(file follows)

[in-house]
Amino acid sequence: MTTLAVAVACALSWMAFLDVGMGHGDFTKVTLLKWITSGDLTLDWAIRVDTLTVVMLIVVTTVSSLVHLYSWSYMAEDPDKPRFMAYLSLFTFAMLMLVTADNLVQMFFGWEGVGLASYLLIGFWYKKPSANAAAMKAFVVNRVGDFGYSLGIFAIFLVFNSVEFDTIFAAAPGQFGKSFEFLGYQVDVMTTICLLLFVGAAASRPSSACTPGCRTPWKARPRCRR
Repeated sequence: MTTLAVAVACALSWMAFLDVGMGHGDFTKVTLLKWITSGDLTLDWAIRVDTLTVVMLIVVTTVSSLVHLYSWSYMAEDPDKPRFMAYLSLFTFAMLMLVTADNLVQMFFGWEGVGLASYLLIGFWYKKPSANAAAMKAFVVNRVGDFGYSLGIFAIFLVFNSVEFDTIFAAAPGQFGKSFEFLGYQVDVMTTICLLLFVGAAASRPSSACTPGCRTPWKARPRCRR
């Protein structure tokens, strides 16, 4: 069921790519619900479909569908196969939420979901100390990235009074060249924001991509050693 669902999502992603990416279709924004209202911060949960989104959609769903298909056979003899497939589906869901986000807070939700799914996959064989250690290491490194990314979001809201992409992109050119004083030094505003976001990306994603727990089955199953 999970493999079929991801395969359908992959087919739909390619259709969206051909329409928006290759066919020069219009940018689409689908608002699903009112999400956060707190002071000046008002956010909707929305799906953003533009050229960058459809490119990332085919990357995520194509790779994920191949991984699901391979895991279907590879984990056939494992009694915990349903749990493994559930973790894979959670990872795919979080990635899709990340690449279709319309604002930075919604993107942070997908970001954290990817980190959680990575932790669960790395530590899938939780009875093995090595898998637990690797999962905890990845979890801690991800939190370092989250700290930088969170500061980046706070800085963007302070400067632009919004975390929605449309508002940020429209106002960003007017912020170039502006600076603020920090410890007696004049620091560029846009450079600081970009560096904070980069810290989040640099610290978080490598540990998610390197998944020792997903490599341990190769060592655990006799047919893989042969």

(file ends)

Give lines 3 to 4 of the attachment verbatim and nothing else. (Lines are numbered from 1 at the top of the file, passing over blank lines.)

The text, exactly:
Repeated sequence: MTTLAVAVACALSWMAFLDVGMGHGDFTKVTLLKWITSGDLTLDWAIRVDTLTVVMLIVVTTVSSLVHLYSWSYMAEDPDKPRFMAYLSLFTFAMLMLVTADNLVQMFFGWEGVGLASYLLIGFWYKKPSANAAAMKAFVVNRVGDFGYSLGIFAIFLVFNSVEFDTIFAAAPGQFGKSFEFLGYQVDVMTTICLLLFVGAAASRPSSACTPGCRTPWKARPRCRR
């Protein structure tokens, strides 16, 4: 069921790519619900479909569908196969939420979901100390990235009074060249924001991509050693 669902999502992603990416279709924004209202911060949960989104959609769903298909056979003899497939589906869901986000807070939700799914996959064989250690290491490194990314979001809201992409992109050119004083030094505003976001990306994603727990089955199953 999970493999079929991801395969359908992959087919739909390619259709969206051909329409928006290759066919020069219009940018689409689908608002699903009112999400956060707190002071000046008002956010909707929305799906953003533009050229960058459809490119990332085919990357995520194509790779994920191949991984699901391979895991279907590879984990056939494992009694915990349903749990493994559930973790894979959670990872795919979080990635899709990340690449279709319309604002930075919604993107942070997908970001954290990817980190959680990575932790669960790395530590899938939780009875093995090595898998637990690797999962905890990845979890801690991800939190370092989250700290930088969170500061980046706070800085963007302070400067632009919004975390929605449309508002940020429209106002960003007017912020170039502006600076603020920090410890007696004049620091560029846009450079600081970009560096904070980069810290989040640099610290978080490598540990998610390197998944020792997903490599341990190769060592655990006799047919893989042969």